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So, I want a table of data I have to be represented in time.

That is, I want to collect the data over time and have it record when that is.

Currently, the table has an id, a column with a category name, and a column for a value.

There are about ten categories - each of them has a value associated with the number of occurrences right now.

What's the most efficient way to denote time in this circumstance? Assign a timestamp column to each row? And then when I want to show this information, merely collect via timestamp? I'm really flying blind here.

Would this require having multiple, repeated values of the category column?

This is all in MySQL.

Let me clarify:

Three columns:

ID | Category | Value

I want to record the values over time - I am going to be making a parse once per hour.

The categories will be like:





How do I record time data with this? I want to keep the values per hour.

I was thinking about just repeating all of the categories with timestamp data. Would that be the best idea?

So you'd have

Category | Value |  Time
Happy    |    0  |  072012
Happy    |    2  |  072112
Happy    |    1  |  072212

etc - this is what I'm thinking should be done to store constantly changing data.

share|improve this question
Your question is vague. Can you elaborate a bit more with an example? Is it sufficient to add a timestamp to each row (which I recommend anyway)? Or are you asking something a bit different. – Gordon Linoff Jul 22 '12 at 16:33

What is the timestamp, data related to the category or a child of the category? If it is related to the category then adding a timestamp field to the category is probably best. If it is a concept that is now (or in the future) related to transactions in the child (so child would already have this info), I'd probably use a query/view (or a materialized view if there were performance issues). It might also depend on how often you see that timestamp changing and likely data access requirements on subordinate tables.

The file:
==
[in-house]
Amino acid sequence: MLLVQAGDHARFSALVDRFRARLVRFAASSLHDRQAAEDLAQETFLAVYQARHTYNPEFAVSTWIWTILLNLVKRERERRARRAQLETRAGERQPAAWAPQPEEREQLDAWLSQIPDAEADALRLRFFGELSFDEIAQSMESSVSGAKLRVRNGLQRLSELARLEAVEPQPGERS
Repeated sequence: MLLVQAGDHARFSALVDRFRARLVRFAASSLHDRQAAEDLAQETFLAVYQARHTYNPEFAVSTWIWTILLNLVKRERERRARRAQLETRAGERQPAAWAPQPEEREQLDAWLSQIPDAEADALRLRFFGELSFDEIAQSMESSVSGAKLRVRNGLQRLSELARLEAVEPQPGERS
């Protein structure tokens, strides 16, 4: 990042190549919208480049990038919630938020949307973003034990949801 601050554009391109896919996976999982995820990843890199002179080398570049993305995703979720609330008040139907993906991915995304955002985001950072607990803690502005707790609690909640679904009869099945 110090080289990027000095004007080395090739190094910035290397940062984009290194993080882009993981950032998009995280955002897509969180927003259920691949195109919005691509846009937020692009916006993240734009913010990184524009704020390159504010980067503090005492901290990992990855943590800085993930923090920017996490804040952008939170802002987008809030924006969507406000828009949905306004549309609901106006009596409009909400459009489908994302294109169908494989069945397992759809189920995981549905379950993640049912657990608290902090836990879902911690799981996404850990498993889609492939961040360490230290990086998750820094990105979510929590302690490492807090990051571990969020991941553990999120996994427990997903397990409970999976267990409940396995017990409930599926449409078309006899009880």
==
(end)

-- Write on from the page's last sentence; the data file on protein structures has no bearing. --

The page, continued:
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Posted some additional information – Andrew Alexander Jul 22 '12 at 18:13
  • MeasuredAt is the timestamp
  • You may use FeelingName instead of int ID too, it will just use more space.

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share|improve this answer
Whaa? Where are you getting person here? There's no person. This is collecting data en masse from Twitter. I suppose we could replace Person with "Instance" - that is, the instance of the parsing - would that be equivalent? – Andrew Alexander Jul 23 '12 at 13:11
@AndrewAlexander; well -- then it is equivalent of having only one "generic" person, so drop the Person table and PersonID from the model. Rename the PersonFeeling to something more appropriate --like TwitterMood or ... – Damir Sudarevic Jul 23 '12 at 13:27
And which FK should be the constraint (like which table should be constrained)? I'm unclear on how FKs should be used effectively. – Andrew Alexander Jul 23 '12 at 14:30
@AndrewAlexander; see the edit. – Damir Sudarevic Jul 23 '12 at 15:28

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